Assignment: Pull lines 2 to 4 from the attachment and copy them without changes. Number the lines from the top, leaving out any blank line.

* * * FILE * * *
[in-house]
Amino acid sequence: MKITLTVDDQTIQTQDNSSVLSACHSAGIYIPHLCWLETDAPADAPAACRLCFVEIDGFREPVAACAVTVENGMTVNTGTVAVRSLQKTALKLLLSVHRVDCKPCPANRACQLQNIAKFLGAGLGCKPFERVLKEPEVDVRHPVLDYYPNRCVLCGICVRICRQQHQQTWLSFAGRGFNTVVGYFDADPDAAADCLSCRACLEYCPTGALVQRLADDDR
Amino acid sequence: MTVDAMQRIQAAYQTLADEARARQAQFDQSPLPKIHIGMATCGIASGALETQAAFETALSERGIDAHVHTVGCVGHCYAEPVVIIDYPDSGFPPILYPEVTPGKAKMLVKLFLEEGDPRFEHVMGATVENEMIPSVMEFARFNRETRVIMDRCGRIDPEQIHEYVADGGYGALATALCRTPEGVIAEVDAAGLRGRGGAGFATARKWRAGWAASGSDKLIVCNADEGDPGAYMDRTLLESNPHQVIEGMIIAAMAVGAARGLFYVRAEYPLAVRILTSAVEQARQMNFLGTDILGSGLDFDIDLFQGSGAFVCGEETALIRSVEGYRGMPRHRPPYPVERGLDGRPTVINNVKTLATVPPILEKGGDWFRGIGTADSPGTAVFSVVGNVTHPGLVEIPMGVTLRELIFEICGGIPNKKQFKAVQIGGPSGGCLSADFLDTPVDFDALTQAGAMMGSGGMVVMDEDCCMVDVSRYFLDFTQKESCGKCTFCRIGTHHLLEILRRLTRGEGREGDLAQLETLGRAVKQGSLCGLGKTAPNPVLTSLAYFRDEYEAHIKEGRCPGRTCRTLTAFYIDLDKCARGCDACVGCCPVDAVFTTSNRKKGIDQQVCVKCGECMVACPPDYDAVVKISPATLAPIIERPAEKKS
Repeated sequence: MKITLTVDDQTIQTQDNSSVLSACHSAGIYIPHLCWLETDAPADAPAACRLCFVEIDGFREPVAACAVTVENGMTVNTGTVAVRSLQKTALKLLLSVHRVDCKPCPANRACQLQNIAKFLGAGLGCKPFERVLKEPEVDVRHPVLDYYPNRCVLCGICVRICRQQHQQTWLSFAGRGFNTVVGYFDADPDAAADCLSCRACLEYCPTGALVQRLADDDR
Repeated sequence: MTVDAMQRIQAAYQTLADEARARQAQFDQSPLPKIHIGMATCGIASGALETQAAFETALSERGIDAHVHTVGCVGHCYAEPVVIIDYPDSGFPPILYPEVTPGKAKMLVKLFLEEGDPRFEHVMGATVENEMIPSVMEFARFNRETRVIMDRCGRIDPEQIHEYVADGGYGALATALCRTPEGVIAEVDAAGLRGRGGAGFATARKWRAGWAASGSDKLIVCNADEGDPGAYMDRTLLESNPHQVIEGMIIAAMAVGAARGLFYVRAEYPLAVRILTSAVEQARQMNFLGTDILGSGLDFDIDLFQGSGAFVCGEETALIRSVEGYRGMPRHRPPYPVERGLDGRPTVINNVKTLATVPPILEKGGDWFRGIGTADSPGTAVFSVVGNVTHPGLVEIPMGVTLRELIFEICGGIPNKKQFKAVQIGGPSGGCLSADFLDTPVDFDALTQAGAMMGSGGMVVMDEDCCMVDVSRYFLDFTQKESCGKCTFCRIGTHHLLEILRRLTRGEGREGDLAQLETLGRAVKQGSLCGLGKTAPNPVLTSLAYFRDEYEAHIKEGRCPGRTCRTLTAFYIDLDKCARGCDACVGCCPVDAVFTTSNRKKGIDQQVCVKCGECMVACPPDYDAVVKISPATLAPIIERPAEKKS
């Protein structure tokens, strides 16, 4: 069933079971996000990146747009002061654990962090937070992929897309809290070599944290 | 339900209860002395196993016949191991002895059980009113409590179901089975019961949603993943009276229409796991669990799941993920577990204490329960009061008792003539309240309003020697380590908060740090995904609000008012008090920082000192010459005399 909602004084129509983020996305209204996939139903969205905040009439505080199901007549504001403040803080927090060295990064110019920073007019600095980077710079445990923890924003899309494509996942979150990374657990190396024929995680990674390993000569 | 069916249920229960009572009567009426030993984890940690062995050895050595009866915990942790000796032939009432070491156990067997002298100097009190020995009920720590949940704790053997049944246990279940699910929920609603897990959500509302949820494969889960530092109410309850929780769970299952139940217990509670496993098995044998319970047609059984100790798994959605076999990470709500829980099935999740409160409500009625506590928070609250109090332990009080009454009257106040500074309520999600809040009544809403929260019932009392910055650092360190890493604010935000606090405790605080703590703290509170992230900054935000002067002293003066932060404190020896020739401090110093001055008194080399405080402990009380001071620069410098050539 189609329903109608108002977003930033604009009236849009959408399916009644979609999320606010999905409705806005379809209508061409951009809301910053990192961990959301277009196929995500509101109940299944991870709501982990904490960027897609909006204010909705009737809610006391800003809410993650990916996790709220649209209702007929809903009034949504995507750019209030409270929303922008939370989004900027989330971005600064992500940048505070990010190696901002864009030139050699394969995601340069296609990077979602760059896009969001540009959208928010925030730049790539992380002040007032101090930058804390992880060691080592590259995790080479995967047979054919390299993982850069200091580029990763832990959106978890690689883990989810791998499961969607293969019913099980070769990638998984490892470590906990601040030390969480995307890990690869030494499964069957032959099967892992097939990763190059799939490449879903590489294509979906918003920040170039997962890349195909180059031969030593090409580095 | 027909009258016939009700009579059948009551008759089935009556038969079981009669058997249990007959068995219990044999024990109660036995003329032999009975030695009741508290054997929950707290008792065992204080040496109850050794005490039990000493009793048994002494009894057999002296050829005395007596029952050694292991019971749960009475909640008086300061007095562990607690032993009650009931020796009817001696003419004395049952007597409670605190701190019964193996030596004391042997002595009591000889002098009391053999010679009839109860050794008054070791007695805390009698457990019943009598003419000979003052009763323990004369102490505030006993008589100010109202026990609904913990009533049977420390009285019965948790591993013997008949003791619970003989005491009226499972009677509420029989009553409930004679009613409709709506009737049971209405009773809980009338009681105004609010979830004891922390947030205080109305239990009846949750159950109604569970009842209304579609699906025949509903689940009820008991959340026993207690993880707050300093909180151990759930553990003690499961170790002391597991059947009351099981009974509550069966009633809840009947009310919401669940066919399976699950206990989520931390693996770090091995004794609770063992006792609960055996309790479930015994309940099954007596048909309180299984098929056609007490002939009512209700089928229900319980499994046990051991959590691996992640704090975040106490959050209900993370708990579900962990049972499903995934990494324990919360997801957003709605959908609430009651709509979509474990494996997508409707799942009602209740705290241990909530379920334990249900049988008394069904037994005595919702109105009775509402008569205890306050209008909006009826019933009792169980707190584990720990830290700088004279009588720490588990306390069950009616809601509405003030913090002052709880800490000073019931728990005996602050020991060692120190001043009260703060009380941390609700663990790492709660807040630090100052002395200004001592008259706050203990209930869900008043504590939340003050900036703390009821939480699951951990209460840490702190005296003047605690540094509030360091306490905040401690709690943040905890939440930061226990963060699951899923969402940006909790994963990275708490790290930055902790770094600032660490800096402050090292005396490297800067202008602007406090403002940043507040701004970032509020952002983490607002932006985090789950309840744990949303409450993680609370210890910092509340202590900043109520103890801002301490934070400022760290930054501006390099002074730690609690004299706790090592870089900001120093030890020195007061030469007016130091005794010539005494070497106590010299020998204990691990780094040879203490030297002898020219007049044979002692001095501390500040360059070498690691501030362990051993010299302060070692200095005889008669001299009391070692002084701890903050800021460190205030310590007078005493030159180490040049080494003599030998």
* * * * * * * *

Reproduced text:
Amino acid sequence: MKITLTVDDQTIQTQDNSSVLSACHSAGIYIPHLCWLETDAPADAPAACRLCFVEIDGFREPVAACAVTVENGMTVNTGTVAVRSLQKTALKLLLSVHRVDCKPCPANRACQLQNIAKFLGAGLGCKPFERVLKEPEVDVRHPVLDYYPNRCVLCGICVRICRQQHQQTWLSFAGRGFNTVVGYFDADPDAAADCLSCRACLEYCPTGALVQRLADDDR
Amino acid sequence: MTVDAMQRIQAAYQTLADEARARQAQFDQSPLPKIHIGMATCGIASGALETQAAFETALSERGIDAHVHTVGCVGHCYAEPVVIIDYPDSGFPPILYPEVTPGKAKMLVKLFLEEGDPRFEHVMGATVENEMIPSVMEFARFNRETRVIMDRCGRIDPEQIHEYVADGGYGALATALCRTPEGVIAEVDAAGLRGRGGAGFATARKWRAGWAASGSDKLIVCNADEGDPGAYMDRTLLESNPHQVIEGMIIAAMAVGAARGLFYVRAEYPLAVRILTSAVEQARQMNFLGTDILGSGLDFDIDLFQGSGAFVCGEETALIRSVEGYRGMPRHRPPYPVERGLDGRPTVINNVKTLATVPPILEKGGDWFRGIGTADSPGTAVFSVVGNVTHPGLVEIPMGVTLRELIFEICGGIPNKKQFKAVQIGGPSGGCLSADFLDTPVDFDALTQAGAMMGSGGMVVMDEDCCMVDVSRYFLDFTQKESCGKCTFCRIGTHHLLEILRRLTRGEGREGDLAQLETLGRAVKQGSLCGLGKTAPNPVLTSLAYFRDEYEAHIKEGRCPGRTCRTLTAFYIDLDKCARGCDACVGCCPVDAVFTTSNRKKGIDQQVCVKCGECMVACPPDYDAVVKISPATLAPIIERPAEKKS
Repeated sequence: MKITLTVDDQTIQTQDNSSVLSACHSAGIYIPHLCWLETDAPADAPAACRLCFVEIDGFREPVAACAVTVENGMTVNTGTVAVRSLQKTALKLLLSVHRVDCKPCPANRACQLQNIAKFLGAGLGCKPFERVLKEPEVDVRHPVLDYYPNRCVLCGICVRICRQQHQQTWLSFAGRGFNTVVGYFDADPDAAADCLSCRACLEYCPTGALVQRLADDDR